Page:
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Effectiveness of treatments for depression in older people

Cathy J Frazer, Helen Christensen and Kathleen M Griffiths
Med J Aust 2005; 182 (12): 627-632.

Summary

Objective: To conduct a systematic review of the evidence for the effectiveness of a range of possible treatments for depression in older people.

Data sources: Literature search using the PubMed, PsycInfo and Cochrane Library databases.

Data synthesis: Treatments that have been suggested to be effective for depression were grouped under three categories: medical treatments, psychological treatments, and lifestyle changes/alternative treatments. We describe each treatment, review the studies of its effectiveness in people aged ≥ 60 years, and give a rating of the level of evidence.

Conclusions: The treatments with the best evidence of effectiveness are antidepressants, electroconvulsive therapy, cognitive behaviour therapy, psychodynamic psychotherapy, reminiscence therapy, problem-solving therapy, bibliotherapy (for mild to moderate depression) and exercise. There is limited evidence to support the effectiveness of transcranial magnetic stimulation, dialectical behaviour therapy, interpersonal therapy, light therapy (for people in nursing homes or hospitals), St John’s wort and folate in reducing depressive symptoms.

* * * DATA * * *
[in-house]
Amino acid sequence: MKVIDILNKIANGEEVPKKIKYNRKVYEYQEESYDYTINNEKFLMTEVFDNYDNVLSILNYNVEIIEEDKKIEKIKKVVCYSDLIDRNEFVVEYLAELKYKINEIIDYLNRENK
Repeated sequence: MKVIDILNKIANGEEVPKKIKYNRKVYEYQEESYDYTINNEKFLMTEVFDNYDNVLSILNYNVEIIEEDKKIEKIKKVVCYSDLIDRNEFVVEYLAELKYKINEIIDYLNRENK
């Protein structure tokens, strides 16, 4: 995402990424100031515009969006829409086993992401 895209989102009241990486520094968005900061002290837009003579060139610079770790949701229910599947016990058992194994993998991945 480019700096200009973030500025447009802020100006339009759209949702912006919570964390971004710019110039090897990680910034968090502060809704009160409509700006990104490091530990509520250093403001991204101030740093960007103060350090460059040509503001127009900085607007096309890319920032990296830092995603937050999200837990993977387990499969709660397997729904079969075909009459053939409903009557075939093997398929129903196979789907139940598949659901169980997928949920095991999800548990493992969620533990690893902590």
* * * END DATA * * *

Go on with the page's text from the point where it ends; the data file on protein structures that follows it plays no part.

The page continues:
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  • Cathy J Frazer1
  • Helen Christensen2
  • Kathleen M Griffiths3

  • Centre for Mental Health Research, Australian National University, Canberra, ACT.

Correspondence: 

Acknowledgements: 

Funding was provided by a grant from beyondblue: the national depression initiative for the e-prevention project and by a program grant from the National Health and Medical Research Council.

Competing interests:

None identified.

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